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Experiment on the Self-Propagating Quasi-Monopolar Vortex

Experiment on the Self-Propagating Quasi-Monopolar Vortex The aim of this contribution is to present the results of laboratory experiments on the dynamics of basic self-propagating vortices generated in a large volume of fluid when a linear ( P ) and an angular ( M ) momentum are applied locally to a fluid. Using the method proposed, it is possible to generate a whole family of isolated (net vorticity is equal to zero) vortices with different values of the nondimensional parameter εε, which is proportional to the ratio of linear to angular momentum (εε ∝∝ RP / M, R is the eddy size). Typical examples include monopole (εε == 0), quasi monopole (εε == 0.1––0.3), quasi dipole (εε ≈≈ 1), and dipole (εε == ∞∞). One of the possible applications is the dynamics of oceanic eddies. Recently, Stern and Radko considered theoretically and numerically a symmetric barotropic eddy, which is subject to a relatively small amplitude disturbance of unit azimuthal wavenumber on an f plane. This case corresponds to a self-propagating quasi monopole. They analyzed the structure of the eddy and predicted that such an eddy remains stable and could propagate a significant distance away from its origin. This effect may be of importance for oceanographic applications and such an eddy was reproduced in laboratory experiments with the purpose of verifying these theoretical predictions. Another possible application may include large eddies behind maneuvering bodies. Recent experiments by Voropayev et al. show that, when a submerged self-propelled body accelerates, significant linear momentum is transported to the fluid and unusually large dipoles are formed in a late stratified wake. When such a body changes its direction of motion, an angular momentum is also transported to the fluid and the resulting structure will depend on the value of εε. http://www.deepdyve.com/assets/images/DeepDyve-Logo-lg.png Journal of Physical Oceanography American Meteorological Society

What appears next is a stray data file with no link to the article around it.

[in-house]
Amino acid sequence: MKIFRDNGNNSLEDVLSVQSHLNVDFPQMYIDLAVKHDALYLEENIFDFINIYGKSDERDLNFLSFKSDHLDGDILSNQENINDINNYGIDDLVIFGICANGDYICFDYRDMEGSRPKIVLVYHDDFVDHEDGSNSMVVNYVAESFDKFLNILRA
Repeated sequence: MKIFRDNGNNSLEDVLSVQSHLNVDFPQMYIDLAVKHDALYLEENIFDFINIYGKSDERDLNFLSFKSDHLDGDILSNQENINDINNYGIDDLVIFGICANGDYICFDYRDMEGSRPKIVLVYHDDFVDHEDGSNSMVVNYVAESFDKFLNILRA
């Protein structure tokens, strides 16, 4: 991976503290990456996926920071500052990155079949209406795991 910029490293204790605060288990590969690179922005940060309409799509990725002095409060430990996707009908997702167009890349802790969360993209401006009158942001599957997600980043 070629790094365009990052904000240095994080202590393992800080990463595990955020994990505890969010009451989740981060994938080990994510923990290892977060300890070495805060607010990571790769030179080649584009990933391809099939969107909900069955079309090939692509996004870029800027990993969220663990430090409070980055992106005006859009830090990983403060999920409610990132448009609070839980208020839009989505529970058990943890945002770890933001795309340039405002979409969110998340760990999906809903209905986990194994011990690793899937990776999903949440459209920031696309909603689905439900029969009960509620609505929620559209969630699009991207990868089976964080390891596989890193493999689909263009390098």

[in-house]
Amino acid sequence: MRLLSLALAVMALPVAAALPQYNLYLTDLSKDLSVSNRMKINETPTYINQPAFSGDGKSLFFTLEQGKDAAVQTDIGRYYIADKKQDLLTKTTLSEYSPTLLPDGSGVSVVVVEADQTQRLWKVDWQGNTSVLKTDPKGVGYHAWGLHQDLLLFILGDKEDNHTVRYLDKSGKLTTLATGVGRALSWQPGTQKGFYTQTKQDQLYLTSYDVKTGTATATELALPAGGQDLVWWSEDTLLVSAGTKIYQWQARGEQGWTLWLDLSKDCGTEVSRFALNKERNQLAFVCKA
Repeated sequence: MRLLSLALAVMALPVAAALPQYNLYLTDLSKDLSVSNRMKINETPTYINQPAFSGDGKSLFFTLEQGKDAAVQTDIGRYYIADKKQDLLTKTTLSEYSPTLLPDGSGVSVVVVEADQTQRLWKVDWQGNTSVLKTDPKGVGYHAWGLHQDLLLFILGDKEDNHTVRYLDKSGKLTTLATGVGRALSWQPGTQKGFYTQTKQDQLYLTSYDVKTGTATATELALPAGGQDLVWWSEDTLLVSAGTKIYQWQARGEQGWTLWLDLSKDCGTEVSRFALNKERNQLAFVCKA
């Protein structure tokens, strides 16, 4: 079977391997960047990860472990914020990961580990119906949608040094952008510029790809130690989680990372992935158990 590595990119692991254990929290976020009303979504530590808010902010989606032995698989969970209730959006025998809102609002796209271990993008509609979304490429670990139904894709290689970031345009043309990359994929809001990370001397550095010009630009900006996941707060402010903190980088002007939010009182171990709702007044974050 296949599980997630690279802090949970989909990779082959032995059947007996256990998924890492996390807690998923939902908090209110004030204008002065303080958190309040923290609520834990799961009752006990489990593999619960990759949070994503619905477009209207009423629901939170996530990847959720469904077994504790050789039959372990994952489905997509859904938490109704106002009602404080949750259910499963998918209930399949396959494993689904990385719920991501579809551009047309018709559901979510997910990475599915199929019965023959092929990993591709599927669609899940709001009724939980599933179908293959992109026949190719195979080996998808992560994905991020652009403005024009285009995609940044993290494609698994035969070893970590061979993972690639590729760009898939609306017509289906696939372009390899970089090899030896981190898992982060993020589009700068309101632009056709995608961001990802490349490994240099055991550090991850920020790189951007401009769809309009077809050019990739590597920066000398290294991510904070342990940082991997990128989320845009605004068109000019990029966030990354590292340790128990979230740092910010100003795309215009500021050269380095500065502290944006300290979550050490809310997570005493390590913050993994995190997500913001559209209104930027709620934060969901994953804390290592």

Experiment on the Self-Propagating Quasi-Monopolar Vortex

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Publisher
American Meteorological Society
Copyright
Copyright © 1998 American Meteorological Society
ISSN
1520-0485
DOI
10.1175/1520-0485(1999)029<2741:EOTSPQ>2.0.CO;2
Publisher site
See Article on Publisher Site

Abstract

The aim of this contribution is to present the results of laboratory experiments on the dynamics of basic self-propagating vortices generated in a large volume of fluid when a linear ( P ) and an angular ( M ) momentum are applied locally to a fluid. Using the method proposed, it is possible to generate a whole family of isolated (net vorticity is equal to zero) vortices with different values of the nondimensional parameter εε, which is proportional to the ratio of linear to angular momentum (εε ∝∝ RP / M, R is the eddy size). Typical examples include monopole (εε == 0), quasi monopole (εε == 0.1––0.3), quasi dipole (εε ≈≈ 1), and dipole (εε == ∞∞). One of the possible applications is the dynamics of oceanic eddies. Recently, Stern and Radko considered theoretically and numerically a symmetric barotropic eddy, which is subject to a relatively small amplitude disturbance of unit azimuthal wavenumber on an f plane. This case corresponds to a self-propagating quasi monopole. They analyzed the structure of the eddy and predicted that such an eddy remains stable and could propagate a significant distance away from its origin. This effect may be of importance for oceanographic applications and such an eddy was reproduced in laboratory experiments with the purpose of verifying these theoretical predictions. Another possible application may include large eddies behind maneuvering bodies. Recent experiments by Voropayev et al. show that, when a submerged self-propelled body accelerates, significant linear momentum is transported to the fluid and unusually large dipoles are formed in a late stratified wake. When such a body changes its direction of motion, an angular momentum is also transported to the fluid and the resulting structure will depend on the value of εε.

Journal

Journal of Physical OceanographyAmerican Meteorological Society

Published: Sep 28, 1998

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